Launched on Monday, the Spotify Artists website details the inner workings of the company's business model in the hope that its newfound transparency will entice new musicians and alleviate concerns about exactly where their burgeoning revenue streams are flowing.
Artists and managers are currently able register for the new service and, according to the company's website, access to the Artist Analytics dashboard is to be rolled out shortly. Artists will then have the ability to view data such as total plays, a single track's popularity and listener demographic information such as gender, location and age.
In addition, Spotify is looking to incorporate other traditional forms of artist revenue by enabling the promotion of merchandise and tour dates on artist profiles.
Prominent industry figures such as Thom Yorke and David Byrne have publicly decried the impact of streaming services on the music industry, claiming that it does more financial harm to emerging artists than good (in the form of added exposure).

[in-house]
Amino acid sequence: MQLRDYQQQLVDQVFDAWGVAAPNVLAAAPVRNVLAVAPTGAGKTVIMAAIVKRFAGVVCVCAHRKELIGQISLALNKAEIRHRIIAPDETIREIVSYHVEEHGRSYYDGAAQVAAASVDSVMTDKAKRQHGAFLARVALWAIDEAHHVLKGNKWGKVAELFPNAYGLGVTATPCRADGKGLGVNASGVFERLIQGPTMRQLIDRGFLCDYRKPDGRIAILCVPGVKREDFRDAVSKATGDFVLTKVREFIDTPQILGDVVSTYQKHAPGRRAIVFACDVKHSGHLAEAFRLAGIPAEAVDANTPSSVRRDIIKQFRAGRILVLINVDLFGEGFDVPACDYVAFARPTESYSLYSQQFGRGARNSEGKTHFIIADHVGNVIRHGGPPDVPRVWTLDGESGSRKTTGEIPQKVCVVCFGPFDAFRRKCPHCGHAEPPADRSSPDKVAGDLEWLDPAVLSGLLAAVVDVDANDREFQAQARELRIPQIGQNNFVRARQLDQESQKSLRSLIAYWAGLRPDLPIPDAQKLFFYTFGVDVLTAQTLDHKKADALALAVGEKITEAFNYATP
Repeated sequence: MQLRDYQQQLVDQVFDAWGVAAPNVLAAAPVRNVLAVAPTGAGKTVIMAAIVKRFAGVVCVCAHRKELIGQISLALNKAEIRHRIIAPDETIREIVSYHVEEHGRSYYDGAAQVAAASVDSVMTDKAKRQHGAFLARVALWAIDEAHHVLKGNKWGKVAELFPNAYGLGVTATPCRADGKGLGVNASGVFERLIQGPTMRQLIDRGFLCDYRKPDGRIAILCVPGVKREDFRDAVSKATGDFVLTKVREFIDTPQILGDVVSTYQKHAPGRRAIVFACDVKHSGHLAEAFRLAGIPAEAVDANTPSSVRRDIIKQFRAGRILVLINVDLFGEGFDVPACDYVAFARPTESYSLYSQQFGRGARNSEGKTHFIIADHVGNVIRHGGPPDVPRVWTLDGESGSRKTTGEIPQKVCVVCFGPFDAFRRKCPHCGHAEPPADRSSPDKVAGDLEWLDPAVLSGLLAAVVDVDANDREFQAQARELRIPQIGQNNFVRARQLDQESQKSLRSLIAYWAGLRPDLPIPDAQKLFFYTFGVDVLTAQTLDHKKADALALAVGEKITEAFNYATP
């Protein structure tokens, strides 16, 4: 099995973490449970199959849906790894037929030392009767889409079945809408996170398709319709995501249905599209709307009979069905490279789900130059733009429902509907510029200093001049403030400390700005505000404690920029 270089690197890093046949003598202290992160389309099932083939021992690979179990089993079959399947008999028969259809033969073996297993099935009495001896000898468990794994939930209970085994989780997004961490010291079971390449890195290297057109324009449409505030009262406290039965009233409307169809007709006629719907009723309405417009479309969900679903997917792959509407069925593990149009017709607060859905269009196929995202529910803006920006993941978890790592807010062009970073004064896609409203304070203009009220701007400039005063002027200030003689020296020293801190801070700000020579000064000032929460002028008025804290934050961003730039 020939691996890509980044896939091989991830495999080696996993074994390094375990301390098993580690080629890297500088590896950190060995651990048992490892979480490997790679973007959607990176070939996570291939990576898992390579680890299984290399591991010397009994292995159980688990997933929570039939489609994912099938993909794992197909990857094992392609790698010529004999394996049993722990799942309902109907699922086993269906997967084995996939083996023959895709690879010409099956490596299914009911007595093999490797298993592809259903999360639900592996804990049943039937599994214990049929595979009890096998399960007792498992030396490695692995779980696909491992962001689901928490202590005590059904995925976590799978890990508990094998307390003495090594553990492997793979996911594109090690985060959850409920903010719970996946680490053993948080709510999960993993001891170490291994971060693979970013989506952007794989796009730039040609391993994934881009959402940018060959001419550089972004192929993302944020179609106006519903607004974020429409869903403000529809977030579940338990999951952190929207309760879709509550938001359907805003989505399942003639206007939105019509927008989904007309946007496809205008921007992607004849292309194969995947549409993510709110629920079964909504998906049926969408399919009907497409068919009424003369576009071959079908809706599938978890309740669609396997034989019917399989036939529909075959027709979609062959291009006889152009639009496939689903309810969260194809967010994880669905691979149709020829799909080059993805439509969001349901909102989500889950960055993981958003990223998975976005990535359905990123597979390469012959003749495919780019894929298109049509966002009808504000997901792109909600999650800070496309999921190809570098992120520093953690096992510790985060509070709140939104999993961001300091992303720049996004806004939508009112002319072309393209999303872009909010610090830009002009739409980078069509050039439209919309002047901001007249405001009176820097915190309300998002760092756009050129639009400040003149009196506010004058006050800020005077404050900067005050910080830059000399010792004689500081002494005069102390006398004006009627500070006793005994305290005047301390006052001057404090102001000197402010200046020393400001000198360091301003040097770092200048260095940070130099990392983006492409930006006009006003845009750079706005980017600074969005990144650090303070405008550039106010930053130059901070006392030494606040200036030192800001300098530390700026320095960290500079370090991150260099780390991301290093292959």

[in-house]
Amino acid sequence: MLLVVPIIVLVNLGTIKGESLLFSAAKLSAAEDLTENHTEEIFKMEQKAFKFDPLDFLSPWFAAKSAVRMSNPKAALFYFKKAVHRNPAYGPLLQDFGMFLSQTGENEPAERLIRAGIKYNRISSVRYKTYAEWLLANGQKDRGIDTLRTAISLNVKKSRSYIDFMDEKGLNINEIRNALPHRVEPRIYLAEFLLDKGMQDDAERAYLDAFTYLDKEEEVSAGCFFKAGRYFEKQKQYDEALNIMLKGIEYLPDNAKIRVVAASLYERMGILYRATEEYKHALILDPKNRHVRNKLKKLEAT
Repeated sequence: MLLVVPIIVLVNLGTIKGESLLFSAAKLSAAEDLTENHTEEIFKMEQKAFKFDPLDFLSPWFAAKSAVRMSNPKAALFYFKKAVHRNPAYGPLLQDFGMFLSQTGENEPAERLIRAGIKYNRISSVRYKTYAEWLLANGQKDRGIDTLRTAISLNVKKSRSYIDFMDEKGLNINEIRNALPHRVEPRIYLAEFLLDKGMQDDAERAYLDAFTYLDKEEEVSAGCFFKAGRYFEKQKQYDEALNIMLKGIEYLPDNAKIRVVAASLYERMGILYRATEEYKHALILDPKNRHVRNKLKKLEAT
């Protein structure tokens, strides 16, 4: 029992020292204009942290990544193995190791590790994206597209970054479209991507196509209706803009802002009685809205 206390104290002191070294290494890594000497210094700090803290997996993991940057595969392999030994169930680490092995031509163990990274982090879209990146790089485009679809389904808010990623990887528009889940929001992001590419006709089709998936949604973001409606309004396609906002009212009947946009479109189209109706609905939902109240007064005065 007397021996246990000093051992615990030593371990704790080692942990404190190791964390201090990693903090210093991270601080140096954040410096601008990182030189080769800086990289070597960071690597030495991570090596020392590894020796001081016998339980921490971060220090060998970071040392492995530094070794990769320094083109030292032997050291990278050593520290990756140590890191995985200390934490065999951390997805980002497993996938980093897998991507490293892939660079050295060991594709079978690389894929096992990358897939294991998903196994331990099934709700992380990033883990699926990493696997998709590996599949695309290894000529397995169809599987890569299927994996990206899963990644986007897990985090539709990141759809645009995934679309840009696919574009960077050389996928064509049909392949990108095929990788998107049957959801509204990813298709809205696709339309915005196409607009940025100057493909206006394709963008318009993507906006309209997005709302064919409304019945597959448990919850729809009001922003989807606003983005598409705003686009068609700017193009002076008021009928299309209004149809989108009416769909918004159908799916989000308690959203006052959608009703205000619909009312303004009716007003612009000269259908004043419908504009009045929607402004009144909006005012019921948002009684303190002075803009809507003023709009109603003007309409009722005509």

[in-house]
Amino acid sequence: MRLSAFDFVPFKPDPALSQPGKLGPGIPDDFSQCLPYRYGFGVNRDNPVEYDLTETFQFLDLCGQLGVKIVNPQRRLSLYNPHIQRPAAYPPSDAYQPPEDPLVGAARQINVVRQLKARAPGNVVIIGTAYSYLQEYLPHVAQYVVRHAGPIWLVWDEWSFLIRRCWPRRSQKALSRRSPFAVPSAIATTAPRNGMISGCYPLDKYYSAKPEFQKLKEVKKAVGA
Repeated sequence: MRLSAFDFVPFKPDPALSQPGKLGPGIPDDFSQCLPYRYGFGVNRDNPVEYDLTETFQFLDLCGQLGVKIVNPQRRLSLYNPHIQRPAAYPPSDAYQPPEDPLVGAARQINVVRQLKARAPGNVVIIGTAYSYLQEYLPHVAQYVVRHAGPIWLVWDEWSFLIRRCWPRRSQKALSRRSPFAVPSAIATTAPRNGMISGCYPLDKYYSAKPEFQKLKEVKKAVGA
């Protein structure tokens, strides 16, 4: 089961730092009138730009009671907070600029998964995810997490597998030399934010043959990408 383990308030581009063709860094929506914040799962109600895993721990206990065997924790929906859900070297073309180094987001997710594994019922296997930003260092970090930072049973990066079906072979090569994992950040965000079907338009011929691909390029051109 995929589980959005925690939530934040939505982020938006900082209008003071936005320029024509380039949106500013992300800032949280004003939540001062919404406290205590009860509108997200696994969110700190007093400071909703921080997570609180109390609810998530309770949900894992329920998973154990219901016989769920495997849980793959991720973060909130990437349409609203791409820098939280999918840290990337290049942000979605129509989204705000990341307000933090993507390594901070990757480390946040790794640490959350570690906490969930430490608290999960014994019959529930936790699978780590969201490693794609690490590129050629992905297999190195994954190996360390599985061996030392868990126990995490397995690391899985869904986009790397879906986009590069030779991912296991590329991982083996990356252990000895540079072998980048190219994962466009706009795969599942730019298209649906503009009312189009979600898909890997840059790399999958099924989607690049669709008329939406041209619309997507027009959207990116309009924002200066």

The move therefore comes at an interesting juncture for Spotify, with the company looking to respond to increasing skepticism and refashion itself as a useful tool for new and established artists.
Spotify has committed itself to paying out almost 70 percent of its total royalty revenue, which, if its recent growth is any indication, could equate to considerable income for artists.
Indeed, alongside the launch of Spotify Artists, the company has revealed that total royalties paid out has just surpassed US$1 billion ($500 million of which was paid in 2013 alone).